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     The Critical Stages of Dog's development and Volhard Puppy Aptitude Test

     The following section is reprinted from an article "A Novice Looks At Puppy Aptitude Testing"

     By Melissa Bartlett from Kees News - August 84 issue

     ...The following is a brief synopsis of the critical stages of the dog as revealed by the research of Scott and Fuller.

     Stage I

    1-3 weeks (1-20 days)     The puppy needs warmth, food, sleep and his mother. Neurologically very primitive, the puppy responds by reflex and essentially it is unable to learn.

    4th week (21-28 days)      The puppy needs its mother most at this time. It is a period of extremely rapid sensory development. Neurologically the brain is suddenly able to receive messages; the circuits are "turned on". Weaning should not take place at this time; the puppy is extremely vulnerable.

    5th-7th week (29-49 days)      The puppy needs his mother and litter-mates. Dogs removed from the litter at this period tend to be unable to socialize with other dogs, may fight, refuse to breed, etc. Contact with humans and gentle training is beneficial and helps the pup set the stage for more intense contact with humans later on.

    7th week (49th-56th day)      This is the ideal time for the puppy to transfer his loyalty to his new owner. Mentally he is able to learn whatever any adult dog can learn, his being is neurologically complete. However, physically he will not be able to do the tasks of an adult dog. For example he can't jump one and a half times his height with the dumbbell in his mouth, but he can learn the exercise if it is scaled down to his size. Socialization and training should continue on a regular basis. Bonds formed at this time are extremely strong.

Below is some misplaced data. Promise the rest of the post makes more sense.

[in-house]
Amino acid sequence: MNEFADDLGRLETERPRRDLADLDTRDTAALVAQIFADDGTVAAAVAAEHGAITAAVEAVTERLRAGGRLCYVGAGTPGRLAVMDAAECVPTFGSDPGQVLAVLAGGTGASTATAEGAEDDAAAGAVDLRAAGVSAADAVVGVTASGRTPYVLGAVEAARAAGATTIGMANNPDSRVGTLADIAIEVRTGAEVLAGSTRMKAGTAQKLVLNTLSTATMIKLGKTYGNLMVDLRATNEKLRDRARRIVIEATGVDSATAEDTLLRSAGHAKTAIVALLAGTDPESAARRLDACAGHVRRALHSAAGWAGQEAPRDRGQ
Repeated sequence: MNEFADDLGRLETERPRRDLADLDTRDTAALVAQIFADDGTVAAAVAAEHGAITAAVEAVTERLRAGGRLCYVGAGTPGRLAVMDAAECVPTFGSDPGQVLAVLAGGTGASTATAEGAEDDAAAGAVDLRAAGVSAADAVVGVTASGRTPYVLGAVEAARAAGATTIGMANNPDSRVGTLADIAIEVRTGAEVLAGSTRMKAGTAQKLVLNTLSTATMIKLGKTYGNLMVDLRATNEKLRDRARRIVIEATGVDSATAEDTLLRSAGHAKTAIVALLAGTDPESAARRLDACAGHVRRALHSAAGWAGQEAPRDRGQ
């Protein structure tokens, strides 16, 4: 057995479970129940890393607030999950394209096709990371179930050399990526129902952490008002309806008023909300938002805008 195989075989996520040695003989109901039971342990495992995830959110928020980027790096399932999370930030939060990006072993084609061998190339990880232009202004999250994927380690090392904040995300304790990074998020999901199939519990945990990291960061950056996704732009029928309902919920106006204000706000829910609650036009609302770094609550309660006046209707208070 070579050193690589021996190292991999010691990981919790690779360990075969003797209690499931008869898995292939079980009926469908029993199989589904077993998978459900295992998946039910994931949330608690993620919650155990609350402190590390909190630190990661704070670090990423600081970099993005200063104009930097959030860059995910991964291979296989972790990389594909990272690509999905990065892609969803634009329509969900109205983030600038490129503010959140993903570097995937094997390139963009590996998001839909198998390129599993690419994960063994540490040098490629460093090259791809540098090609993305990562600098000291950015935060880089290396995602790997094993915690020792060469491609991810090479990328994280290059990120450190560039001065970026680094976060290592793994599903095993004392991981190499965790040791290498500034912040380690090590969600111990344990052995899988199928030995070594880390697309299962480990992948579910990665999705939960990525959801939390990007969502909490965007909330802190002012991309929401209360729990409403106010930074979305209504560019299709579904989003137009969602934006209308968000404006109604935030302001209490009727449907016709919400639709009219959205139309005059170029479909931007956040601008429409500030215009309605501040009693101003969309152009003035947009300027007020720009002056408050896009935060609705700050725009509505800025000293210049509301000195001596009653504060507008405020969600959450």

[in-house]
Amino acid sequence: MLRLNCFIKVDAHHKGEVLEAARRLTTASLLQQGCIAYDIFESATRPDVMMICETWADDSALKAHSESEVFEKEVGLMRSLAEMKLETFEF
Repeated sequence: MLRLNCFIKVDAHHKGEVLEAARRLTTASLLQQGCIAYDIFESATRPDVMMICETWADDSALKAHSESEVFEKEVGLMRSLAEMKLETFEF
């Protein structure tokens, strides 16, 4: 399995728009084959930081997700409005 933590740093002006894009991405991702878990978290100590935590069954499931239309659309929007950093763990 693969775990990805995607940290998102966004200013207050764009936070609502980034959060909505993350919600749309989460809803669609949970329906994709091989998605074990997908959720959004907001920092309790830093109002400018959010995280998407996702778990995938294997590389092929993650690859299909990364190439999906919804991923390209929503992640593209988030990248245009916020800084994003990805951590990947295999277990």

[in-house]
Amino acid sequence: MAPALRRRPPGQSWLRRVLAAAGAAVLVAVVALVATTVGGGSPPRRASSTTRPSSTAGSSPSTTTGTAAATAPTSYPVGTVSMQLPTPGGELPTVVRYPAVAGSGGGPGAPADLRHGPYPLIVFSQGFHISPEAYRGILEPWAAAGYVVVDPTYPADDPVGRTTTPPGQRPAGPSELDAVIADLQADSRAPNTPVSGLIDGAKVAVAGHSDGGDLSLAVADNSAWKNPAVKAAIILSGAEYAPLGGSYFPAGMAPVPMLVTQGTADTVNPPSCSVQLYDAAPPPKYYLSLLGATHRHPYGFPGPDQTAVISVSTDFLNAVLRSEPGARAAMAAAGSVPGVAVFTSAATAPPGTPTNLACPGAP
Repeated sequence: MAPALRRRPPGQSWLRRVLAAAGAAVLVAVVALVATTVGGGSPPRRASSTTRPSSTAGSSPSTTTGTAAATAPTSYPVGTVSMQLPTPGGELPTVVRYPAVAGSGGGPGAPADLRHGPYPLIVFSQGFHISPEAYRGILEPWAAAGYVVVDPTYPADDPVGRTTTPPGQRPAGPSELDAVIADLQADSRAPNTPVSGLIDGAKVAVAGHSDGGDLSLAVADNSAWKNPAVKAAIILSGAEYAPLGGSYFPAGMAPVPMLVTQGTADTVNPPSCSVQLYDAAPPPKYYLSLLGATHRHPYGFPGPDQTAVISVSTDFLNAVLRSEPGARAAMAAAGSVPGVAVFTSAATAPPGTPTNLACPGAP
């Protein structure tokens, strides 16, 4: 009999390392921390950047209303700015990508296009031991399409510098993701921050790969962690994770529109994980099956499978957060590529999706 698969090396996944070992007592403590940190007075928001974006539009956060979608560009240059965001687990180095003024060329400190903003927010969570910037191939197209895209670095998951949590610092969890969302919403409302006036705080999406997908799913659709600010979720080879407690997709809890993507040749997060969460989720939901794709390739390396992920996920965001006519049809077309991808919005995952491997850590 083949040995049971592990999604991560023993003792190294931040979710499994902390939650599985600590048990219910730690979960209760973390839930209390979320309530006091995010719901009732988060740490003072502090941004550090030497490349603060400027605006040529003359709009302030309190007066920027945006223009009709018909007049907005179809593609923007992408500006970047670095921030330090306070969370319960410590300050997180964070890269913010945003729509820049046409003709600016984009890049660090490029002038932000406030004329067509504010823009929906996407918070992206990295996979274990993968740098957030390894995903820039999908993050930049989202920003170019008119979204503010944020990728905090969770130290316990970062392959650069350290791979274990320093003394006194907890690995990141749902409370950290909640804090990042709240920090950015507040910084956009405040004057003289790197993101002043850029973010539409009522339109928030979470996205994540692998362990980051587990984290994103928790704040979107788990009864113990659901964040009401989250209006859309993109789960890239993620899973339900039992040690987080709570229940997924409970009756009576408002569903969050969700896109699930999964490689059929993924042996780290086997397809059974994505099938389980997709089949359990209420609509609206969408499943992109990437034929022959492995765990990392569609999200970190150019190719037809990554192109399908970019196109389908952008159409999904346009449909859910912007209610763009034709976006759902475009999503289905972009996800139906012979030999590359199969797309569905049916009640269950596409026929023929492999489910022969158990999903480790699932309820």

8-10 weeks (57-70 days)      This is the fear-imprinting period. Any traumatic experience such as shipping, ear cropping, severe punishment, etc. may have a lasting effect on the dog. New experiences must be non-fear producing. Proper training and socialization should continue.

    11-16 weeks (71-112 days)      The puppy continues to learn from his experiences. If left with other dogs, he may become imprint only to dogs; taking his leadership from them and never developing a strong relationship with human beings. Lack of socialization with humans will result in shy behaviour such as found in wild animals. Lack of exposure to other environments and exploration may result in "kennel syndrome", where the dog is unable to cope with any change from his routine environment.

     Clarence Pfaffenberger was able to put the critical stages of puppy development into practical application in the breeding program of Guide Dogs for the Blind. He used Scott and Fuller's research and supplemented it with specially developed puppy tests to pinpoint the potential guide dogs in a litter at approximately 8 weeks of age. Through planned breeding, careful attention to development, and puppy testing he raised the percentage of successful guide dogs in the breeding program from 9% to 90%.